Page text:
“The countryside. Beautiful. Free from the black fumes of the city. You can see the stars from here.” I said fondly.

“All I see is the isolation and the terrible deeds of the people which go unnoticed because of it.”

“You said that on your journey to the Copper Beeches. But I don’t understand you. Should we not see the brighter side of things just because there is a darker side? Should we always be afraid because there will always be some reason to be so?”

“You know me, do you think I am a pessimist? I am a mere realist. I don’t think we should be afraid of everything, but I hold the opinion that we should know what to be afraid of.”

I could not disagree with this because this was something I’d never considered before. After a while, I spoke again, “What about the element of surprise? Do you ever get surprised?”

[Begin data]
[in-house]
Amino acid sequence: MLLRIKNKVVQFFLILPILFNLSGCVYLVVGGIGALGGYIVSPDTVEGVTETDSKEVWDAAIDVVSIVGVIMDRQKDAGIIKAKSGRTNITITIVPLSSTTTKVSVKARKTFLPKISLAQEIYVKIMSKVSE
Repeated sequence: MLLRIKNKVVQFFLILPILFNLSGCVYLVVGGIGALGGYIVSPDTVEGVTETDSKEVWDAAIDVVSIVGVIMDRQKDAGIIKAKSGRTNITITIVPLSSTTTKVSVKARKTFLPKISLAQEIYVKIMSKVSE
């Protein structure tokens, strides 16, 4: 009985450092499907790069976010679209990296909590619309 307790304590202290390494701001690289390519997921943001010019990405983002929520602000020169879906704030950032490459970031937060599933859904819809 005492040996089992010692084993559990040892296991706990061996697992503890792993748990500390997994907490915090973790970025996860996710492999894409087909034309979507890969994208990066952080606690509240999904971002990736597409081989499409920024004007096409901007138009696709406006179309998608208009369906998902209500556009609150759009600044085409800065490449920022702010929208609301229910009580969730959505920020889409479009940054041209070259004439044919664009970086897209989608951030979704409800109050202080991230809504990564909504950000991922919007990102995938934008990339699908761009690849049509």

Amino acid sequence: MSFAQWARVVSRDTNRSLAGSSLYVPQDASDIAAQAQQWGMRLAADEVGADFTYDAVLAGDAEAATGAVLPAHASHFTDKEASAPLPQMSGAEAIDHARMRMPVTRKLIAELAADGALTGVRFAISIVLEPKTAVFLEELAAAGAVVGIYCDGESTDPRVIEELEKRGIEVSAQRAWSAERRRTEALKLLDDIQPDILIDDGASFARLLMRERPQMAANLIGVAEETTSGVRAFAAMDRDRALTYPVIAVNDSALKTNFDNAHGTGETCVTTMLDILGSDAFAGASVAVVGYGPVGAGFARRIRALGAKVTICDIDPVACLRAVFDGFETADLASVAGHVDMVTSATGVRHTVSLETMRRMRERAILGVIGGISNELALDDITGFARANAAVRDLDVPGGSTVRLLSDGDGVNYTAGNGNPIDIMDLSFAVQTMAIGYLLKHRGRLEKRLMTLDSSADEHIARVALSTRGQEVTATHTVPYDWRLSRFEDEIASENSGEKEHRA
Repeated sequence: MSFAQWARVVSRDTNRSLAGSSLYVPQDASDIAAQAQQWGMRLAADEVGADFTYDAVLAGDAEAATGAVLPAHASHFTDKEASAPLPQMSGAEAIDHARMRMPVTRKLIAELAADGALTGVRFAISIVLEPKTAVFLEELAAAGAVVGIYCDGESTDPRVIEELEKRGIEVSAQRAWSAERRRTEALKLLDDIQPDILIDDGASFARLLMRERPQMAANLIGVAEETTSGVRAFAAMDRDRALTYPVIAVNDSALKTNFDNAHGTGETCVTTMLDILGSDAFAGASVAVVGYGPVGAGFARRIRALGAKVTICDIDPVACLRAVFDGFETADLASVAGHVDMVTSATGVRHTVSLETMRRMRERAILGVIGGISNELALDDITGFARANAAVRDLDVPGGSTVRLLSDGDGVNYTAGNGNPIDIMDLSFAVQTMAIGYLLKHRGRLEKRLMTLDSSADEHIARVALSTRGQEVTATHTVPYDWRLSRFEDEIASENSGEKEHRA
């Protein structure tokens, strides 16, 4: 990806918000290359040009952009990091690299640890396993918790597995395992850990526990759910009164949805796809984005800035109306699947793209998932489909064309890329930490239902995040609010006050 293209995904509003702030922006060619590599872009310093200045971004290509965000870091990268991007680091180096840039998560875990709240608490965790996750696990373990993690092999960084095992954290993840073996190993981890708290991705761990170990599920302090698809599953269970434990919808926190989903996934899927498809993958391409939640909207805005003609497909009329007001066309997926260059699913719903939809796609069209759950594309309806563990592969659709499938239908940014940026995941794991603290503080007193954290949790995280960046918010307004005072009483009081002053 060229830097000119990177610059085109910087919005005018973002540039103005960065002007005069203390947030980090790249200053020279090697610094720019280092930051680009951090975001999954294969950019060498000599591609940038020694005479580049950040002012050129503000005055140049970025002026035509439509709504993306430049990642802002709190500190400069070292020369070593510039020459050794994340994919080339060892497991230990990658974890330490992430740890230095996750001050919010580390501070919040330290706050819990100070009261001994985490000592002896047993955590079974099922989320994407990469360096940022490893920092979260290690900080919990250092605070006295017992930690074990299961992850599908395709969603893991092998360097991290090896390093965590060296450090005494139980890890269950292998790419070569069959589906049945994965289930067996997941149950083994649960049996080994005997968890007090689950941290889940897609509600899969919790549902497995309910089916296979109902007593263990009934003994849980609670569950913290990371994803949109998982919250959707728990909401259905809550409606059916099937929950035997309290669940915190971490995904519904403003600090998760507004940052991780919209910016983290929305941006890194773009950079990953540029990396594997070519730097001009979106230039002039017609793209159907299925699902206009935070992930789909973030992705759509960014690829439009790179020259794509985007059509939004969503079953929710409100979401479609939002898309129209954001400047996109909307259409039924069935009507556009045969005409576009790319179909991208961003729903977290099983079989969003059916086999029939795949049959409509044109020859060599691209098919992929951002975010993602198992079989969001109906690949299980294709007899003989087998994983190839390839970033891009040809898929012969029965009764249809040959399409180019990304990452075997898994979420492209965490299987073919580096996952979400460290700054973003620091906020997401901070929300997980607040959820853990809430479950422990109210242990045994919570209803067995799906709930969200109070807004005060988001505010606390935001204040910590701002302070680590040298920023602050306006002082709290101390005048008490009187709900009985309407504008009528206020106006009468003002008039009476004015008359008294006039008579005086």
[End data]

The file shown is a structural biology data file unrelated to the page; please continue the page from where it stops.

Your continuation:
“Of course I do! I was mightily surprised when you told me that I had no better work than to walk you home! Knowing things that others don’t know, seeing things that others don’t see while standing on the same platform as you, is not as terrible as you think.”, he said mischievously.

“I know it’s a talent. But if you don’t mind, I’d admit that I’d rather see the world through Dr.Watson’s eyes rather than yours.”

He looked at me again and appeared to be surprised. “Women of my age didn’t have opinions like yours. Or perhaps we didn’t listen properly. But I am glad that you told me what you really feel.”

“Irene Adler outsmarted you,” I remarked.
“Yes, she was quite a lady—the Woman. I could never forget that case. I gave her less credit than she deserved.” he said fondly.